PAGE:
Working people should not be in a situation where they cannot afford to feed their own children, a government committee was told.
Adam Smith, founder of The Real Junk Food Project, told the committee that there is a “hidden bracket” of people in the UK who cannot afford food.
Speaking at the Environmental Audit Committee on Tuesday, Mr Smith said: “The people you see who are vulnerable and poor and in need can access food banks and can get access to food.
“It’s the ones who are not getting access that I think are the real problem right now, and I think that’s going to increase more and more in the next year.
“The weather’s about to change on us, people are going to have to choose between heating their homes and getting food.”
Mr Smith said that he frequently comes into contact with parents who cannot afford to feed their children, but are unable to access food banks because they are in full time work and ineligible for benefits.
He told the committee: “If we want to end hunger, we need to stop feeding the poor.
“We need to feed everybody, and make sure that everybody has the human right to have access to this food.
“We waste so much of it in this country that we could feed everybody with just the waste alone, let alone the food that’s being produced to feed people.
“People shouldn’t be in the situation where they can’t afford to feed their own children whilst they’re going to work.”
Mr Smith founded The Real Junk Food Project, an environmental project which aims to eliminate food waste by intercepting food bound for landfill and offering this to consumers on a Pay-As-You-Feel basis.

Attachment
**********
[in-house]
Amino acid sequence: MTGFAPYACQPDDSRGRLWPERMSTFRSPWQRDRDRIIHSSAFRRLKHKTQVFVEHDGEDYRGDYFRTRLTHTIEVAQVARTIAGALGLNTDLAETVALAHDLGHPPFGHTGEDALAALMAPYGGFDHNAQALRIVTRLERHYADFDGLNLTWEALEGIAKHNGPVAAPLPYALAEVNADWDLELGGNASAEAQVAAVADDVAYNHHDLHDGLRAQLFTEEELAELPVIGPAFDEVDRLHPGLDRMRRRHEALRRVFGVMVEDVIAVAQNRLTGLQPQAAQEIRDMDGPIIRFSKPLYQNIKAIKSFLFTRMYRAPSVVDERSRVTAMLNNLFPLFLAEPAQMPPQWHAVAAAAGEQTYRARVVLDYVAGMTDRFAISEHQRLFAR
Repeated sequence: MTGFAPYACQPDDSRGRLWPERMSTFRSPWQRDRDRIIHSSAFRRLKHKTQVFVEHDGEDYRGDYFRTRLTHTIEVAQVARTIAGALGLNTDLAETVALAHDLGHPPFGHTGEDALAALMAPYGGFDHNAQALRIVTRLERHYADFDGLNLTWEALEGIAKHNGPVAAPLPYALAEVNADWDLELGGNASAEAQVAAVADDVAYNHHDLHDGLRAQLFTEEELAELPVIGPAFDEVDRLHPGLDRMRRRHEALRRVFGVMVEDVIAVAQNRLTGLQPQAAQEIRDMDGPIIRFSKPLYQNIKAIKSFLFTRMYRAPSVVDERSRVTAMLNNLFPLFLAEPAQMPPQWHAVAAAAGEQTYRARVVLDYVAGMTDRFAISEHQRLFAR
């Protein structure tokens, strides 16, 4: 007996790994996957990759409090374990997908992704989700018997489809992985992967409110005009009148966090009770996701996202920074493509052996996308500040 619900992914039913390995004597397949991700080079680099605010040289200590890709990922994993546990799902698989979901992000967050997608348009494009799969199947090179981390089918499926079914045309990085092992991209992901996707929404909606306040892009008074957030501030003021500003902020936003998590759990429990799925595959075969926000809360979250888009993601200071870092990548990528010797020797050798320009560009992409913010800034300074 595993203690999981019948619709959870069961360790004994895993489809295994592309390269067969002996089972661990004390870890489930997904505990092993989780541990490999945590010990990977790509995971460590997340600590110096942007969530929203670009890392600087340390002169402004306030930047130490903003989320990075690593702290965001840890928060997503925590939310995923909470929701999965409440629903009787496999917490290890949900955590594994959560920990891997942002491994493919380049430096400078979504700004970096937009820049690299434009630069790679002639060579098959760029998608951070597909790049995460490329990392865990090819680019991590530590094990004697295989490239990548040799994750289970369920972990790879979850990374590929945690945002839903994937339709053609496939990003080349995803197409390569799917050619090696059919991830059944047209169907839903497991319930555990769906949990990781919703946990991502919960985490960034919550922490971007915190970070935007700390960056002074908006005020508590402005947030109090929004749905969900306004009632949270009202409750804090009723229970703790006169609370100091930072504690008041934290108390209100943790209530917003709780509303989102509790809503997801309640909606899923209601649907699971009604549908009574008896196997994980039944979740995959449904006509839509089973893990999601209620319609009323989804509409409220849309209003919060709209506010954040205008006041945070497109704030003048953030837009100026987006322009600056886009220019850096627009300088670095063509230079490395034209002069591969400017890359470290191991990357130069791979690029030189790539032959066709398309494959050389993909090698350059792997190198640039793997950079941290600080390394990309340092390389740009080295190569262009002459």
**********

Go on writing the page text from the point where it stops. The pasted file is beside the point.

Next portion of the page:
The charity recently opened a 24/7 sharehouse in Wakefield, where people are encouraged to take the food they need in exchange for their time, money or skills.
The Environmental Audit Committee, which was chaired by Wakefield MP Mary Creagh, aimed to investigate the UK Government’s approach to the UN’s Sustainable Development Goals, a set of 17 goals designed to provide a more sustainable future for all.
The goals have been adopted by 193 member states, but a report from the previous Environmental Audit Committee accused the UK Government of being “uninterested in raising the profile of the goals.”
Tuesday’s committee was part of a Voluntary National Review to be submitted to the UN, which will assess what steps have been taken by the Government to achieve the goals, take stock of progress that has been made and establish what work still needs to be done.